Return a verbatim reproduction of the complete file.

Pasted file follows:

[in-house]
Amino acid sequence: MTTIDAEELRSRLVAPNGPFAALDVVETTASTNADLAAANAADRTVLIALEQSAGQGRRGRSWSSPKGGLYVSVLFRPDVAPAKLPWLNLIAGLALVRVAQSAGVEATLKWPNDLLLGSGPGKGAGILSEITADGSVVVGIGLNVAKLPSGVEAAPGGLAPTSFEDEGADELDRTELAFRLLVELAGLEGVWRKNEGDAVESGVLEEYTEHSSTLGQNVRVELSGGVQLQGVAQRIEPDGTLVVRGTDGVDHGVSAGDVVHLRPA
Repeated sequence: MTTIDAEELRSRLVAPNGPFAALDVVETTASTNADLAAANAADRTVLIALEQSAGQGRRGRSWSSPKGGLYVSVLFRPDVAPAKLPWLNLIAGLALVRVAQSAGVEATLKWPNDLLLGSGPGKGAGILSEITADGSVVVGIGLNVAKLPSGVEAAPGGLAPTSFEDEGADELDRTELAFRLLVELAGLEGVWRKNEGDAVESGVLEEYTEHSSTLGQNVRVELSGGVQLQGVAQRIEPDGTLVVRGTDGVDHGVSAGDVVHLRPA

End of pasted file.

[in-house]
Amino acid sequence: MTTIDAEELRSRLVAPNGPFAALDVVETTASTNADLAAANAADRTVLIALEQSAGQGRRGRSWSSPKGGLYVSVLFRPDVAPAKLPWLNLIAGLALVRVAQSAGVEATLKWPNDLLLGSGPGKGAGILSEITADGSVVVGIGLNVAKLPSGVEAAPGGLAPTSFEDEGADELDRTELAFRLLVELAGLEGVWRKNEGDAVESGVLEEYTEHSSTLGQNVRVELSGGVQLQGVAQRIEPDGTLVVRGTDGVDHGVSAGDVVHLRPA
Repeated sequence: MTTIDAEELRSRLVAPNGPFAALDVVETTASTNADLAAANAADRTVLIALEQSAGQGRRGRSWSSPKGGLYVSVLFRPDVAPAKLPWLNLIAGLALVRVAQSAGVEATLKWPNDLLLGSGPGKGAGILSEITADGSVVVGIGLNVAKLPSGVEAAPGGLAPTSFEDEGADELDRTELAFRLLVELAGLEGVWRKNEGDAVESGVLEEYTEHSSTLGQNVRVELSGGVQLQGVAQRIEPDGTLVVRGTDGVDHGVSAGDVVHLRPA